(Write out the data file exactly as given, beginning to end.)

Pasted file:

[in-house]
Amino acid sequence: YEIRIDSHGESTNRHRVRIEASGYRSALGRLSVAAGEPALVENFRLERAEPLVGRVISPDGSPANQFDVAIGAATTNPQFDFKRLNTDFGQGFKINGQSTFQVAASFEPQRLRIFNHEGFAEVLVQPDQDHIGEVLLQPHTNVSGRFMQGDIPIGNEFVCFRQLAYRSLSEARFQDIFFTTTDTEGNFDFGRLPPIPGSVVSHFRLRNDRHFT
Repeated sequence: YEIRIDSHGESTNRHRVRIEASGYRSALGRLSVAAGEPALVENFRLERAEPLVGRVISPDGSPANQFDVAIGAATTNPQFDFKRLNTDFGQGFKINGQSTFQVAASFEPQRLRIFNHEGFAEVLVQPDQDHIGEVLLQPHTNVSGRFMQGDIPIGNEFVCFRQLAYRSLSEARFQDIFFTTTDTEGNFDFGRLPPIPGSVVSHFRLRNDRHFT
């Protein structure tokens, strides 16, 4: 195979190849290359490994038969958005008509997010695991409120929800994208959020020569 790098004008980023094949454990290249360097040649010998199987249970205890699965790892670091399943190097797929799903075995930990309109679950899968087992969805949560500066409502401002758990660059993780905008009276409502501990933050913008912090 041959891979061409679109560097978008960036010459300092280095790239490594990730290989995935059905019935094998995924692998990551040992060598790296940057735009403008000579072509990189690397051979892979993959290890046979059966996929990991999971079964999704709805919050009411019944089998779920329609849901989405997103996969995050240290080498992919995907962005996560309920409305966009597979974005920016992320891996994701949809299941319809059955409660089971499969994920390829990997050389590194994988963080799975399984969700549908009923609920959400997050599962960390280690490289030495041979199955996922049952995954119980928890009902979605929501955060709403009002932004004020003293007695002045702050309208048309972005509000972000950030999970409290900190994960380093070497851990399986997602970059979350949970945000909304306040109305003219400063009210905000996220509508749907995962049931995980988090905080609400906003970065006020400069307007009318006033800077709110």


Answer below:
[in-house]
Amino acid sequence: YEIRIDSHGESTNRHRVRIEASGYRSALGRLSVAAGEPALVENFRLERAEPLVGRVISPDGSPANQFDVAIGAATTNPQFDFKRLNTDFGQGFKINGQSTFQVAASFEPQRLRIFNHEGFAEVLVQPDQDHIGEVLLQPHTNVSGRFMQGDIPIGNEFVCFRQLAYRSLSEARFQDIFFTTTDTEGNFDFGRLPPIPGSVVSHFRLRNDRHFT
Repeated sequence: YEIRIDSHGESTNRHRVRIEASGYRSALGRLSVAAGEPALVENFRLERAEPLVGRVISPDGSPANQFDVAIGAATTNPQFDFKRLNTDFGQGFKINGQSTFQVAASFEPQRLRIFNHEGFAEVLVQPDQDHIGEVLLQPHTNVSGRFMQGDIPIGNEFVCFRQLAYRSLSEARFQDIFFTTTDTEGNFDFGRLPPIPGSVVSHFRLRNDRHFT
């Protein structure tokens, strides 16, 4: 195979190849290359490994038969958005008509997010695991409120929800994208959020020569 790098004008980023094949454990290249360097040649010998199987249970205890699965790892670091399943190097797929799903075995930990309109679950899968087992969805949560500066409502401002758990660059993780905008009276409502501990933050913008912090 041959891979061409679109560097978008960036010459300092280095790239490594990730290989995935059905019935094998995924692998990551040992060598790296940057735009403008000579072509990189690397051979892979993959290890046979059966996929990991999971079964999704709805919050009411019944089998779920329609849901989405997103996969995050240290080498992919995907962005996560309920409305966009597979974005920016992320891996994701949809299941319809059955409660089971499969994920390829990997050389590194994988963080799975399984969700549908009923609920959400997050599962960390280690490289030495041979199955996922049952995954119980928890009902979605929501955060709403009002932004004020003293007695002045702050309208048309972005509000972000950030999970409290900190994960380093070497851990399986997602970059979350949970945000909304306040109305003219400063009210905000996220509508749907995962049931995980988090905080609400906003970065006020400069307007009318006033800077709110």